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How to camp in style in Havasu

April 8, 2019

It’s hard to know a stranger when your home makes you the life of the party and for Perley Jay Benson, his bus is home.

With more than 35,000 songs on his karaoke system, a flat screen TV with speakers to accompany it and a full bar conveniently stocked all on one side of his bus, campers have few excuses to not pull up a foldout chair and join him.

Not to mention sitting alongside the shore of the Colorado River serves as the perfect backdrop to the scene for the retired Alaskan business owner who spends nearly half the year in the area.

If this seems a lot different from the camping you know then perhaps it’s time to upgrade from the old tent and makeshift fire.

Campers have come a long way from lying on the ground in sleeping bags. For those who don’t like to “rough it,” luxury or glamorous camping, also known as “glamping,” makes it so people can still sleep under the stars without sacrificing the comforts of home.

After years of hard work as the owner of welding consulting company, Benson has spent his retired life traveling the world with his wife as his road companion. He can tell you firsthand people can enjoy nature without giving up hot water or cable.

The two purchased a vintage 1980 Eagle bus and turned it into their dream home. In the near 20 years they have had the bus Benson has made upgrades so he can travel in style.

“I have painted it twice and remodeled it several times,” Benson said.

The amenities of his bus include several flat screen televisions, a satellite dish, a wet bar, a reverse osmosis system for water and a wine cellar. He also rebuilt a two-seater 1972 Honda that fits perfectly under the bus so the couple has something to ride around in when they visit places.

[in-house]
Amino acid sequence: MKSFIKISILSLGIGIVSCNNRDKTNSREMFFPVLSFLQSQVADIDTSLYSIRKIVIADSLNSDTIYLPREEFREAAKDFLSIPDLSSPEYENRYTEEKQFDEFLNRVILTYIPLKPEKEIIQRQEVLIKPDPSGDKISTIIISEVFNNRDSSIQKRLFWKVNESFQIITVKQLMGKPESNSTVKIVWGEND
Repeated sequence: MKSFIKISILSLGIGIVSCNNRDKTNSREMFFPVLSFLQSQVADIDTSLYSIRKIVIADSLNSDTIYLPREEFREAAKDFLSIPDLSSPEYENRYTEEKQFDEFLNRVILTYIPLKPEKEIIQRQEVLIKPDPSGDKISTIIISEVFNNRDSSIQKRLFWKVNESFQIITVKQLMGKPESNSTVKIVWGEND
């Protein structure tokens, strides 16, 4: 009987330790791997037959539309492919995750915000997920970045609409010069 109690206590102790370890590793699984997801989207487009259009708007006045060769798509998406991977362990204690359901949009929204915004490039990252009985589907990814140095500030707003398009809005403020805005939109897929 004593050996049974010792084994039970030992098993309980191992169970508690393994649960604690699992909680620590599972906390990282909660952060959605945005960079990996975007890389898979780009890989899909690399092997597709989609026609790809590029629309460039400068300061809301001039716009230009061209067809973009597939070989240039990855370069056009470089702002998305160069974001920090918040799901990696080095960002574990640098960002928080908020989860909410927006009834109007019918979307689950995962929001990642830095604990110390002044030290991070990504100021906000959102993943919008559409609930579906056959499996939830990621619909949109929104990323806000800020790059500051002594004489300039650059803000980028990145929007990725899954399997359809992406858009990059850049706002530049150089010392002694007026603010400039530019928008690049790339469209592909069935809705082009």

The features on Benson’s bus aren’t uncommon for campers or glampers according to John Meyers, manager of USA RV & Marine in Lake Havasu City.

Meyers’ business handles the customizing of motorhomes and coaches for their customers. He said the most common addition campers request is the installation of satellite dishes and receivers so people can watch TV wherever they are.

“Some of them will enable you to watch TV while traveling on the road,” Meyers said.

Meyers said even those who have always camped in an RV have seen changes in the newer models such as cameras all around the coach for safe driving and awnings that come out for shade at the push of a button.

“The biggest innovation has been the slide-out,” Meyers said. “It gives you a lot more room. The trend you see now is people are going smaller. For a while the coaches were getting bigger, but now people are going smaller in length and then they have the slide-outs.”

Meyers said the average motorhome can range from $60,000 to $70,000 new and about $30,000 used.

As far as location, Mohave County and Arizona have been a prime locations for camping due to near-perfect weather year-round.

Benson parks his bus at Pirate’s Den RV Resort and Marina in Parker and describes it as the ideal place to set up camp.

“It’s a million-dollar view and it’s the prettiest place,” Benson said. “The water level is constant and the boating is great. This is a spot where we don’t get much bad weather.”

Pirate’s Den is a riverfront pirate-themed resort that features amenities that include an 18-hole golf course, a beach bar, the Black Pearl Restaurant and beachside cabanas. The resort is open to RV’s 15 years and younger unless approved by management.

John and Debbie Scott of California are neighbors of Benson’s at the resort. The retired couple sets up shop with their 40-foot Phantom Motorhome that has four slide-outs, three televisions inside and a cabana in tote.

“You can have fun camping no matter what you’re in,” said John Scott. “You can be as busy as you want to be.”

Camping for the couple wouldn’t be complete without their ATV either but their pirate-themed setup isn’t complete without the companionship the resort provides.

“Everybody here is family or friends,” Debbie Scott said.

The couple says they enjoy playing horseshoes, playing bingo in the clubhouse or just relaxing on the river.

“There’s never a day you look for something to do,” John Scott said. “You’re on vacation every day. One of my friends said he didn’t party like this in his twenties.”